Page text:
Hurricane Dorian: Hope is stronger than a storm

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For Dellerece, building a better future 20 years ago meant moving to the island of Grand Bahama.

“I thought it would be a dream, so much better to raise a family and find work. It’s become a different story than we all thought,” the native of nearby Eleuthera island said.

The day Hurricane Dorian swept through her community on Grand Bahama, she watched the water rise faster than she could comprehend. She was rescued with a jet ski by a neighbor.

Dellerece has since sought refuge with a friend as she figures out her next steps. She says her two dogs and grandkids keep her going, as does the supply of emergency relief items she’s received from the Red Cross: drinking water, a portable stove, food, hygiene items, buckets and other aid.

Coping after the storm

“Everything is gone. Absolutely everything. The house has suffered such extreme water damage that it’s become unlivable. We are starting from scratch; building from the bottom up now.”

Red Cross teams are going directly to the hardest hit neighborhoods to deliver supplies since many residents have lost their main modes of transportation.

“I bathe in the bucket you guys gave me because water is still contaminated here. Every day, we use the portable stove to make macaroni and cheese, oatmeal or rice. And, of course, the drinking water—we can’t live without that.”

Her eyes well up as she looks away. “It’s hard, it’s really hard right now. But the little things you gave me are helping me get back up.”

One step at a time

Dellerece is one of thousands of Bahamians who has survived the worst storm in the history of the country. They continue to show up, work hard to restore their lives the best they can, and take life one step at a time in this daunting phase.

While the Red Cross is here to provide aid that people can hold in their hands, teams are also reminding residents of the strength they see in them every day. Nearly two months after the storm hit, that reminder can go a long way.

It’s why Dellerece proudly wears two emblems of hope on her shirt: one to symbolize what she survived in the past, and one to remind her she’ll never walk alone on the journey ahead with the Red Cross by her side.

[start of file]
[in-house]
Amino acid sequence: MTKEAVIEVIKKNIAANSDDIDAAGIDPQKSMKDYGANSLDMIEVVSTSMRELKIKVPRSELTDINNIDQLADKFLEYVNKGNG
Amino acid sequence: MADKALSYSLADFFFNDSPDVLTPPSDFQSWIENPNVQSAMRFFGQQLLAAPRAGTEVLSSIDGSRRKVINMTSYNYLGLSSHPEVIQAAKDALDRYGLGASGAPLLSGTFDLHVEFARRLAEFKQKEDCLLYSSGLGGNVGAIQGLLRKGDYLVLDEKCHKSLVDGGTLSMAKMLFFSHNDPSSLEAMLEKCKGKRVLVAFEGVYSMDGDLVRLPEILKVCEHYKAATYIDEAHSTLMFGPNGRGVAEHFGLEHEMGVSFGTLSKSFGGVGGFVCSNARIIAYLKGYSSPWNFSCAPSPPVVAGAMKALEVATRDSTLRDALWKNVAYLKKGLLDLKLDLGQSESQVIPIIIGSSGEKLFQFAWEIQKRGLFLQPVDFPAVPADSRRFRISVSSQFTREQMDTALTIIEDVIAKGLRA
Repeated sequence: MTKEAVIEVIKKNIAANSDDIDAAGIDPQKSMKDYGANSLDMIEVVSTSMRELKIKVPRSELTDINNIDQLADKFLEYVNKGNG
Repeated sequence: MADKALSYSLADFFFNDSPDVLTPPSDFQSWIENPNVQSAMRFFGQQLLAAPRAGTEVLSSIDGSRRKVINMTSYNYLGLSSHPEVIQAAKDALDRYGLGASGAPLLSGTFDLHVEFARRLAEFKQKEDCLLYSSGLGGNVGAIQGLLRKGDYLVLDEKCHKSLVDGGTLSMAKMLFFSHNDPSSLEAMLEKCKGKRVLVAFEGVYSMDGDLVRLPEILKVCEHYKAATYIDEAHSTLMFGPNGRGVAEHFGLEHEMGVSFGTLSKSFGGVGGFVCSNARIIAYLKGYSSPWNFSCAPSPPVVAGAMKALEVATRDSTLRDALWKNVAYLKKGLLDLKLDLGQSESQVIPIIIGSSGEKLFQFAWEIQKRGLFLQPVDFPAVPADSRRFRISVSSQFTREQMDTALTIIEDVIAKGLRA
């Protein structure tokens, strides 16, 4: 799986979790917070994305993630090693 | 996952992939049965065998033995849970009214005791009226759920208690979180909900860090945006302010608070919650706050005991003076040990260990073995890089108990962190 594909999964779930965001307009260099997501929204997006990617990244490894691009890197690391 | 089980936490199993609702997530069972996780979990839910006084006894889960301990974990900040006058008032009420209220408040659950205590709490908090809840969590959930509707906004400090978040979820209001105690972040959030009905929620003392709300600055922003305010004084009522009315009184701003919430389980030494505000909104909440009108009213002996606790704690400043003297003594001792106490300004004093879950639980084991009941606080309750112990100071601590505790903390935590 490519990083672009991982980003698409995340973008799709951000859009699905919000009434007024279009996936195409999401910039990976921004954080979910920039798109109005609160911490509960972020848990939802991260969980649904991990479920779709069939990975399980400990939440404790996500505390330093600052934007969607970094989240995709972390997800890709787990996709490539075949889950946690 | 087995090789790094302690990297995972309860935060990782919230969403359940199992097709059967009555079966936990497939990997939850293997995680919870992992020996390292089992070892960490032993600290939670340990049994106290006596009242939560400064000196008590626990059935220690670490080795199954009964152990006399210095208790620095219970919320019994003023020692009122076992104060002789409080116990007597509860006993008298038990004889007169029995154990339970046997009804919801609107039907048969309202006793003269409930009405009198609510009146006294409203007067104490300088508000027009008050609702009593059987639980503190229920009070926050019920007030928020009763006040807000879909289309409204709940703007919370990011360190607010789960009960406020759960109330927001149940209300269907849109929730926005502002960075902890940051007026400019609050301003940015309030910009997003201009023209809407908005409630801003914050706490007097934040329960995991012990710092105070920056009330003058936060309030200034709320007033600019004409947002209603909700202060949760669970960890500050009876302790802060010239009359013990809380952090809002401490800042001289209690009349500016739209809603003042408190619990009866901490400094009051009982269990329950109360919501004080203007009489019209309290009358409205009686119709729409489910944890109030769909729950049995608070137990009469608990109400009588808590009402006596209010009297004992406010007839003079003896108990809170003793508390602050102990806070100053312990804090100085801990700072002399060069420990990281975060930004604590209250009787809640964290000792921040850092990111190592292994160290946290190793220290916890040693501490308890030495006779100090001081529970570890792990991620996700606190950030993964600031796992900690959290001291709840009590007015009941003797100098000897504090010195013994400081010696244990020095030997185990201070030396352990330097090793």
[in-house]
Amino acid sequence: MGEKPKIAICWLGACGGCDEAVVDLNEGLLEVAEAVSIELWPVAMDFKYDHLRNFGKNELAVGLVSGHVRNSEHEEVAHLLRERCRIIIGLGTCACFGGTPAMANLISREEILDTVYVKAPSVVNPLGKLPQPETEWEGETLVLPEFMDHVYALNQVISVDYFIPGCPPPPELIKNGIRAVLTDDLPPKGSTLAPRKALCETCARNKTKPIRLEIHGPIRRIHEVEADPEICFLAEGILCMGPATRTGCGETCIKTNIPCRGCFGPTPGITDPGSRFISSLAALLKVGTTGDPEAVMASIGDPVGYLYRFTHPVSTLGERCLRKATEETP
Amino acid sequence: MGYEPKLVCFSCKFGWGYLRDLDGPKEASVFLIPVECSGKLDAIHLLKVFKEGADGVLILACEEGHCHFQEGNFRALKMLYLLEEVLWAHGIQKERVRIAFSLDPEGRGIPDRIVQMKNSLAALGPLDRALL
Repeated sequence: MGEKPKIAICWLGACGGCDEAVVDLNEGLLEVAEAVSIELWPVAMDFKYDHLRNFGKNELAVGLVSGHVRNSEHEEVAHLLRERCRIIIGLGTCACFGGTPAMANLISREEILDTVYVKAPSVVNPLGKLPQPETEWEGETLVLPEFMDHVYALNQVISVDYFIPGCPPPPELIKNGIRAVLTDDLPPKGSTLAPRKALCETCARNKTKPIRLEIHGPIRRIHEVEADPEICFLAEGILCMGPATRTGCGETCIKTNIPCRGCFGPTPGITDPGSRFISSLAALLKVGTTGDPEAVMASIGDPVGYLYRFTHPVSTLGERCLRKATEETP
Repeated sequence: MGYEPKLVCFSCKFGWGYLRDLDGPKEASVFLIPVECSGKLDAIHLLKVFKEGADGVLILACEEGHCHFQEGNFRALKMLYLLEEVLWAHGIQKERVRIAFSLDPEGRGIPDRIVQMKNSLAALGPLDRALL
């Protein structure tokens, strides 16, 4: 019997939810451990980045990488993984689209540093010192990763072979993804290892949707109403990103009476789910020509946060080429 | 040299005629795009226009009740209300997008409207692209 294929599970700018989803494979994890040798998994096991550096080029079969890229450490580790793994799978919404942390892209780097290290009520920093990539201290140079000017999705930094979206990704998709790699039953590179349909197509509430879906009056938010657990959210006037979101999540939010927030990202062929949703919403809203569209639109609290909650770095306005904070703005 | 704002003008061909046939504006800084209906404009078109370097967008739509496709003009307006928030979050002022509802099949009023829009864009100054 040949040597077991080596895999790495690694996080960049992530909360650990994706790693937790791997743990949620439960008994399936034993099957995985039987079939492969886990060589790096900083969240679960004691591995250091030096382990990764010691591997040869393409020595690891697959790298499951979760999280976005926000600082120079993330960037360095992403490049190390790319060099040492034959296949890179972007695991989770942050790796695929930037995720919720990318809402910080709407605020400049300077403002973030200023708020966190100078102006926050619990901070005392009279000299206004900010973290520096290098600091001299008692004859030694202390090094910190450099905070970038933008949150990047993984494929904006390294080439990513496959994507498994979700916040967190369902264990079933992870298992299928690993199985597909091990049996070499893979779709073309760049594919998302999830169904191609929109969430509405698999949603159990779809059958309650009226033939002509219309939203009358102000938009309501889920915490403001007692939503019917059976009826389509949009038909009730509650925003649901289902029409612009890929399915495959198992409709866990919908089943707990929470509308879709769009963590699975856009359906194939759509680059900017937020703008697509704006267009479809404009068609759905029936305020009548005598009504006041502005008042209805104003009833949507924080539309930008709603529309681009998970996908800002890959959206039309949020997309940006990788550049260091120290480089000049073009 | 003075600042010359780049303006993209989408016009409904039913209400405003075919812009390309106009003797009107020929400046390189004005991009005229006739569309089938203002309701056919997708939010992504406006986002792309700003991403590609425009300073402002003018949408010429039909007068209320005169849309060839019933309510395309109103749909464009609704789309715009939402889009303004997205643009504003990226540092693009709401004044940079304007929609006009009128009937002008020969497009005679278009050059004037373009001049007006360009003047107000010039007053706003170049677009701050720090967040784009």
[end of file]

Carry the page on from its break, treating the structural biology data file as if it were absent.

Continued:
Recovery continues in the Bahamas

Two months after Hurricane Dorian swept through the island nation, thousands of people are still receiving help from the Bahamas Red Cross with support from the global Red Cross and Red Crescent network.

As part of these efforts, the American Red Cross has contributed more than $6 million thus far and has deployed 36 relief specialists across three islands: Abaco, Grand Bahama, and New Providence (where the capital city, Nassau, is located). As some residents begin to return home, teams are distributing relief supplies to the hardest hit neighborhoods, spreading vital health messages, and working to reconnect people with their loved ones.

In addition, the Red Cross has begun a financial assistance program to help the most vulnerable families impacted by the storm—getting cash into their hands, which they can use to meet their individual needs and restore a sense of normalcy to their lives.

For more information about the American Red Cross’s work in the Bahamas, visit:

American Red Cross
All American Red Cross disaster assistance is provided at no cost, made possible by voluntary donations of time and money from the American people. The Red Cross also supplies nearly half of the nation's lifesaving blood. This, too, is made possible by generous voluntary donations. To help the victims of disaster, you may make a secure online credit card donation or call 1-800-HELP NOW (1-800-435-7669) or 1-800-257-7575 (Spanish). Or you may send your donation to your local Red Cross or to the American Red Cross, P.O. Box 37243, Washington, D.C. 20013. To donate blood, please call 1-800-GIVE-LIFE (1-800-448-3543), or contact your local Red Cross to find out about upcoming blood drives. © Copyright, The American National Red Cross. All Rights Reserved.